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ADHD Child’s Tae Kwon Do Experience

By Stephanie Gilman, published Apr 23, 2007
When my son was five, he was diagnosed with a host of disorders, the most upsetting being ADHD. His teacher informed me that he would not be able to function in a normal classroom without medication. His doctor thought that stimulants would be best. As his mother, I strongly disagreed. I felt that a five year old was supposed to be somewhat hyper by nature and that I would be much more worried if he could pay attention for long periods of time at his age. I decided to take matters into my own hands and I enrolled him in a Tae Kwon Do program.

My first call to the Tae Kwon Do school was very reassuring. I told the headmaster my predicament and he told me that he had many students just like my son. He told me that he had been an English teacher for many years and had only recently retired. He suggested that maybe my son was actually (gasp!!) a very normal, but active five year old boy. He explained the principles of martial arts to me as I had no prior knowledge of such things. I was extremely impressed with his philosophies and enrolled my son immediately.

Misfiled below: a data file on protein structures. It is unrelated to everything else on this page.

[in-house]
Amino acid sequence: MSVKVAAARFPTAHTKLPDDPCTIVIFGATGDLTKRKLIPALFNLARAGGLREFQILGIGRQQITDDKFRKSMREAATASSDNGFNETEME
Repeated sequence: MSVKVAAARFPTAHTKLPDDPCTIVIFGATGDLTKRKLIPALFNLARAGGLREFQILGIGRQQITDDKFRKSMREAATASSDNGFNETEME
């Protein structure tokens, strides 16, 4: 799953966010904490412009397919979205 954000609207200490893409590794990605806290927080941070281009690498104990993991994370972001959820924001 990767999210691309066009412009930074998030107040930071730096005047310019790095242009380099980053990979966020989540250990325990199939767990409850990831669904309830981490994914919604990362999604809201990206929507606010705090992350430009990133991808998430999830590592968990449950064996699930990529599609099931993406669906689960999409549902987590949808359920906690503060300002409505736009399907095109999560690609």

At our first class, my son was quite nervous. The head master was not a scary, hardcore martial arts guy like I was picturing. Instead, he was a graceful, gray-haired man with an infectious smile. He exuded a positive energy. My son willingly followed him into the dojang. He showed my son how to tie his belt and explained what was expected of him. He said that my son would be expected to do his best, no matter what his best may be. This point was especially driven home by a student in the room who was sitting in a wheelchair. He couldn’t leave his chair when he started, but by the time he had acheived his rank of blue belt, he could stand for short periods of time, and even take a few steps. Rudeness and disrespect would not be tolerated at the Tae Kwon Do school.. After that first class, my son was very excited about Tae Kwon Do, but was somewhat discouraged that he wasn’t able to perform to the level of some of the veteran students. To my amazement, instead of being overcome with frustration, he decided to stick with Tae Kwon Do, and over the course of the next five years, would actually remind me to take him to class.
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